When Google Wave was unveiled last year, the complex communication platform offered marketers ad placements and the ability to join in consumer conversations in real time – seemingly ideal for driving word-of-web referrals. Now, Google Wave is crashing – the company announced it will discontinue development of the service, though some of the technological components may be offered in other Google projects. Marketers trying to decide where to spend their ad dollars may take this as a cue that consumers like multifunctional, engaging platforms – but they won’t respond to sites that are too ambiguous for effective use.
Google Wave is a nebulous service, and it may have been too ambitious with its offerings. Google explains that user-created waves are “live, shared space[s] on the web where people can discuss and work together using richly formatted text, photos, videos, maps and more.” It was positioned as the next generation of email, IM and real-time collaboration tools.
When it was first released – before social sites like Facebook and Twitter offered significant advertising tools – marketers saw opportunities for contextual ad placements and some hoped the real-time conversations would offer insight on brand chatter, giving them the chance to shape perceptions of their brands. Still, others were worried about the complex nature of Google Wave, thinking it may not catch on as an advertising platform with ads lost in the shuffle.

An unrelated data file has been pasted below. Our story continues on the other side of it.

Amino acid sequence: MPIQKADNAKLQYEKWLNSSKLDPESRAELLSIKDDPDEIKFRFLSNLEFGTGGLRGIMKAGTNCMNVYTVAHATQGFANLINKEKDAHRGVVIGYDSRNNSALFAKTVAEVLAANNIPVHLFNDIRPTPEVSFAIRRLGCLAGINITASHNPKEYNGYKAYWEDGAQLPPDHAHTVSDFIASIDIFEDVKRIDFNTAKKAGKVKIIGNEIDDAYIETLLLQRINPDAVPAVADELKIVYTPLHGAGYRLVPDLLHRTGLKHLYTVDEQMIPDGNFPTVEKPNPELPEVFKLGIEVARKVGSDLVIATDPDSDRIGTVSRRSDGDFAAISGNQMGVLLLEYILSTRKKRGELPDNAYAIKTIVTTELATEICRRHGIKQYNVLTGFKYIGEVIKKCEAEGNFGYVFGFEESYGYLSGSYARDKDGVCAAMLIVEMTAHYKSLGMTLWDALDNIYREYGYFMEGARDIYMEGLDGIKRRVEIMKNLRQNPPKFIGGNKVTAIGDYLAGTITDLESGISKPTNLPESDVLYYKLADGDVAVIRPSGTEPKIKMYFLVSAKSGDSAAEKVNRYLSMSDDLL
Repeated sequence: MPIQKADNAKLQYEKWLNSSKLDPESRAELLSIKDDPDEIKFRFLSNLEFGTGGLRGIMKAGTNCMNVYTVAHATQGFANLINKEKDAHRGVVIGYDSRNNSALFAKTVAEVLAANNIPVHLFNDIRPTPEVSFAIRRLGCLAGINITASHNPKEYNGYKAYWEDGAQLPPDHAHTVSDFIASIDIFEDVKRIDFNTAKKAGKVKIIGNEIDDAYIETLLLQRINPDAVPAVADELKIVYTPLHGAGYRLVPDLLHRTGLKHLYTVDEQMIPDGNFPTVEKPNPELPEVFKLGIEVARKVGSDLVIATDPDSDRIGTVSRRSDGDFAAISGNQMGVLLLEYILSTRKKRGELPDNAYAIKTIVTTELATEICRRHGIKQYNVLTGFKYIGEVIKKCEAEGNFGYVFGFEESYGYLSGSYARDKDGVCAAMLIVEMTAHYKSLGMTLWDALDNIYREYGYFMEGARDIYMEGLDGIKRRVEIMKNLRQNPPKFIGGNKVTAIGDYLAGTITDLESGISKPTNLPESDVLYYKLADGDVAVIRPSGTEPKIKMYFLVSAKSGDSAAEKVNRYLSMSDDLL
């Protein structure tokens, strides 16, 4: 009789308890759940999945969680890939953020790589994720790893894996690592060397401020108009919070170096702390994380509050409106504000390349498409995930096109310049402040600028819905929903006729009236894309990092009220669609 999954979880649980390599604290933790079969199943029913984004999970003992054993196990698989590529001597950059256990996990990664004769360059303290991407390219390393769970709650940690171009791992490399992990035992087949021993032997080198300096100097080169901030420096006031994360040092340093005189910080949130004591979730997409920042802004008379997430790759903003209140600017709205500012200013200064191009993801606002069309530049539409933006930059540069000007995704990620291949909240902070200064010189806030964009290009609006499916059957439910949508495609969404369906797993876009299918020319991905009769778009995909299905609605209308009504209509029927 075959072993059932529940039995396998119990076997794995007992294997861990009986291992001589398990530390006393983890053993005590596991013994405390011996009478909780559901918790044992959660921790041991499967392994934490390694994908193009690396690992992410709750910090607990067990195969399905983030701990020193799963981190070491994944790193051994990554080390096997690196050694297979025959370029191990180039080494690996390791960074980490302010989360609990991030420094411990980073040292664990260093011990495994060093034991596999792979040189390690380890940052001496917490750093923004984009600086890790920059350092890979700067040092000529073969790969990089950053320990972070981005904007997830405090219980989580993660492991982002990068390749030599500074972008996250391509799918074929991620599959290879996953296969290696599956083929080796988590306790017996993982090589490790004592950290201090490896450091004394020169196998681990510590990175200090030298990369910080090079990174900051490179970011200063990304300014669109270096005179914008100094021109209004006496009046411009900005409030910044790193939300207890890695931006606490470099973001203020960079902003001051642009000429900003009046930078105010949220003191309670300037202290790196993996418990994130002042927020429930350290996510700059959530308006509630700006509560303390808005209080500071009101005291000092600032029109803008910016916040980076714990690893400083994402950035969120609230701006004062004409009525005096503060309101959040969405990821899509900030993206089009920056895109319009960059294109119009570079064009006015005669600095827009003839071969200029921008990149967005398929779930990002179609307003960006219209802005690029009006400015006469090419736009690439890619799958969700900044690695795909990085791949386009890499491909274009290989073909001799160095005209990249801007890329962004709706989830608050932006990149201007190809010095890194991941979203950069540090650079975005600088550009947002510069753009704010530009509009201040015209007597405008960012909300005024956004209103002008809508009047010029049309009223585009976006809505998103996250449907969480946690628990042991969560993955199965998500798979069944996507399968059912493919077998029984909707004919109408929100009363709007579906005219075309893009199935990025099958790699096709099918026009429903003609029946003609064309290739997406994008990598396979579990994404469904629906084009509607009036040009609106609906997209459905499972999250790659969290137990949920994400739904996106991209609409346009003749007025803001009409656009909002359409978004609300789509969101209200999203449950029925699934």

As it turns out, users felt lost in the shuffle as well, making marketing on the platform a moot point. Google says, “Wave has not seen the user adoption we would have liked.”
While marketers can gain advantages by being the first to move into emerging platforms, sometimes tried and true channels may be the best way to advertise services. Monitoring user adoption of new platforms is key to deciding whether they are worthy of investment dollars. For instance, for all the buzz surrounding geo-social services, new reports reveal that the tools’ penetration is slow-growing, and most industries are advised to see how the platform develops before moving ad dollars into foursquare and similar apps.